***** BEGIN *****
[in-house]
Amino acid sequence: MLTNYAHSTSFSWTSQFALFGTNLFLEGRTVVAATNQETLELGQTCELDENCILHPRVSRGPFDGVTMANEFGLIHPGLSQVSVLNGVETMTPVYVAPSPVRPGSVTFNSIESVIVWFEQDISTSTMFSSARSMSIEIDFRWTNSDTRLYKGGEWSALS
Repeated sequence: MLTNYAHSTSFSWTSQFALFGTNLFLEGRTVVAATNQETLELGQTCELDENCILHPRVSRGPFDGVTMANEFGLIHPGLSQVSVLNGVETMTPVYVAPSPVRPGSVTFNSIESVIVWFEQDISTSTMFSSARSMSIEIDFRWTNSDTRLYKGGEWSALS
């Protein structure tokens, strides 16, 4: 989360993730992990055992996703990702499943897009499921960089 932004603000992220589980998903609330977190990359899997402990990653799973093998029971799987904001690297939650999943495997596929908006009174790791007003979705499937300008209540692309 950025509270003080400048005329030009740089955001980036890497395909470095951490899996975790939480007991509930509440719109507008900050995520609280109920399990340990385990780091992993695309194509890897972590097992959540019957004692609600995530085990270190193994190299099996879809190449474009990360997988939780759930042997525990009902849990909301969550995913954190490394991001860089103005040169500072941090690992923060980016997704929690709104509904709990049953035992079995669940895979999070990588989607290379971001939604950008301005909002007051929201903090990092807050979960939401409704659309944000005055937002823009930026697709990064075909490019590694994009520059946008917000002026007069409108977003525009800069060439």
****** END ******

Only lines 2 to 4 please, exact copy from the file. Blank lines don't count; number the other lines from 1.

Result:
Amino acid sequence: MLTNYAHSTSFSWTSQFALFGTNLFLEGRTVVAATNQETLELGQTCELDENCILHPRVSRGPFDGVTMANEFGLIHPGLSQVSVLNGVETMTPVYVAPSPVRPGSVTFNSIESVIVWFEQDISTSTMFSSARSMSIEIDFRWTNSDTRLYKGGEWSALS
Repeated sequence: MLTNYAHSTSFSWTSQFALFGTNLFLEGRTVVAATNQETLELGQTCELDENCILHPRVSRGPFDGVTMANEFGLIHPGLSQVSVLNGVETMTPVYVAPSPVRPGSVTFNSIESVIVWFEQDISTSTMFSSARSMSIEIDFRWTNSDTRLYKGGEWSALS
């Protein structure tokens, strides 16, 4: 989360993730992990055992996703990702499943897009499921960089 932004603000992220589980998903609330977190990359899997402990990653799973093998029971799987904001690297939650999943495997596929908006009174790791007003979705499937300008209540692309 950025509270003080400048005329030009740089955001980036890497395909470095951490899996975790939480007991509930509440719109507008900050995520609280109920399990340990385990780091992993695309194509890897972590097992959540019957004692609600995530085990270190193994190299099996879809190449474009990360997988939780759930042997525990009902849990909301969550995913954190490394991001860089103005040169500072941090690992923060980016997704929690709104509904709990049953035992079995669940895979999070990588989607290379971001939604950008301005909002007051929201903090990092807050979960939401409704659309944000005055937002823009930026697709990064075909490019590694994009520059946008917000002026007069409108977003525009800069060439």